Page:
January 17, 2016:
In late 2015 Germany decided to acquire new anti-radiation missiles (ARM) in 2016 to replace the AGM-88B HARM (High speed Anti-Radiation Missile) long used by their Tornado warplanes. ARMs are used on the Tornado ECR which is optimized for SEAD (Suppression of Enemy Air Defenses) missions. At the same time 85 Tornadoes will undergo an upgrade to the ASSTA 3.1. standard. This will include multifunctional color displays for pilots, upgraded data link 16 elements and according to some sources a missile approach warning.
The new ARM is an upgraded version (AGM-88E) of the AGM-88B. Not only is the E model an improved B model it also includes modifications that enable it to hit moving ships. This makes the AGM-88E an effective anti-ship weapon as well. Meanwhile another upgrade of the AGM-88, the AGM-88F completed testing in 2014 and will soon enter production. This version will also have the anti-ship capability. All these upgrades contributed to the missile getting a new name. It’s now an AARGM (Advanced Anti-Radiation Guided Missile) instead of a HARM.
The AGM-88F has a GPS guidance added (with less accurate but jam-proof INS as a backup) added. The older AGM-88D also used GPS so that the missile, which normally homes in on radar transmissions, could be used to attack targets by location alone. The F model expands on basic GPS capabilities and also includes other features that assist in defeating enemy electronic defenses. What the GPS/INS provides is for a way for HARM to act on previous intelligence (about where an enemy radar is) while also using its radar signal homing capability and new anti-decoy features. Many countries now use a decoy emitter that send out a fake radar signal to lure the HARM away from the real radar. The 88F model uses GPS and more sensors and new software to get around all known deceptions (and some that haven’t been invented yet).
The first 88E production models were delivered in 2010. This included testing for use on the new electronic warfare aircraft, the EA-18G, which entered service in 2011. AGM-88E testing ran into many problems in the three years before it entered service and there were more hardware failures than expected. The manufacturer admits that it is still working on some of these issues but that, in its current state, the AGM-88E is good to go.
The AGM-88D moves at high speed (2,200 kilometers an hour or 36 kilometers a minute). Over 24,000 AGM-88s, of all types, have been produced since the 1980s. AARGM weighs 361 kg (794 pounds) and can detect and attack targets more than 150 kilometers away while travelling at a speed of 2,450 kilometers per hour.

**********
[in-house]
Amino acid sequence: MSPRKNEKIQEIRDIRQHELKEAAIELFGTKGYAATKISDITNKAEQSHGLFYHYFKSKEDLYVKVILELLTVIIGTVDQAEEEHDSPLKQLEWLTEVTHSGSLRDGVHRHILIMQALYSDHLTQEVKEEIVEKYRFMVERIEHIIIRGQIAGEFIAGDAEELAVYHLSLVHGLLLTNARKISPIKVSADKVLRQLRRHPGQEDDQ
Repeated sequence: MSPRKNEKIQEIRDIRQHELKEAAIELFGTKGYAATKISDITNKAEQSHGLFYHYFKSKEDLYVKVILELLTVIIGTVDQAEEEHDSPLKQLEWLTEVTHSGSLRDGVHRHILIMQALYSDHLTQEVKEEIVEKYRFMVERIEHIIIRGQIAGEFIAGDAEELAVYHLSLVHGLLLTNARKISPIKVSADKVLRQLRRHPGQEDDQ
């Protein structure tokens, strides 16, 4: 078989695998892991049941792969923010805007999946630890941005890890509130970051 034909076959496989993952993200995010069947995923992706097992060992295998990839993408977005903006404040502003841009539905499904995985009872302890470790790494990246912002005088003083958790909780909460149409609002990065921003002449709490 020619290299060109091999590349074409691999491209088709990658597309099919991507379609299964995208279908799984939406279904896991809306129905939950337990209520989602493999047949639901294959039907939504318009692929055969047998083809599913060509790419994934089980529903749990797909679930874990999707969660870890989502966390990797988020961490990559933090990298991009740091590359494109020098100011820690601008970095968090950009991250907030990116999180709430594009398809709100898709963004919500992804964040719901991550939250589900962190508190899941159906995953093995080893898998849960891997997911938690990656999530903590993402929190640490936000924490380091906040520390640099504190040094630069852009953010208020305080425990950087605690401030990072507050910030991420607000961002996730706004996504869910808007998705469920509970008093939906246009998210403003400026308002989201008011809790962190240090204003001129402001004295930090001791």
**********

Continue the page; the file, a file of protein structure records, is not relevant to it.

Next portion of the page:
The AGM-88E can transmit a picture of the target, just before it is hit, so the user can be certain of what was taken out. The AARGM was developed jointly by U.S. and Italian firms. The original 1960s anti-radiation missile (ARM) quickly evolved into the HARM. Currently, there are orders for over 2,000 AGM-88E/Fs from the U.S. Navy and Marine Corps, Italy, and Germany.
The AGM-88B HARM entered service in 1983 and used passive radar seeker which home on enemy fire-control radars emissions in order to destroy it and thus render Surface-to-air missile (SAM) system useless (well at least these which use radars for target tracking). In 1999 (Kosovo War) HARM was found to be vulnerable. The Serbian forces limited their radar usage to minimum and used quick radar shutdown techniques and “pack and leave” tactic for their SAM units. Because of these HARM had problems with acquiring targets because the missile has precision guidance only when enemy radar is working during all the time (in “offline mode” missile uses INS/GPS only). As a result NATO forces failed to silence Serbian SAMs during the campaign.
After 1999 both Europeans and Americans started separate efforts to develop a HARM replacement. The Germans were soon working on the ARMIGER (Anti-Radiation Missile with Intelligent Guidance and Extended Range) program. The ARMIGER was to be faster and have longer range thanks to Ramjet propulsion (similar to Meteor missile). Moreover it was to use a double seeker with a passive radar sensor plus an infrared imaging one for terminal guidance. The missile have gained the interest of the British, of Italy and even France, but ultimately the program was terminated due to money problems. An alternative was to put the ARMIGER double seeker into the Meteor missile creating a light and capable totally passive ARM missile. That effort also ended in failure. Meanwhile the Americans went forward with their own AARGM program. After failure of ARMIGER program Italy decided to join American program in 2005. AARGM began Low Rate Initial Production (LRIP) in 2008. The U.S. Navy plans to buy AARGM while the Italian Air Force wants up to 250 missiles By 2015 Germany realized their only choice was AARGM because there’s just no other competition. This kills attempts to resurrect the ARMIGER project.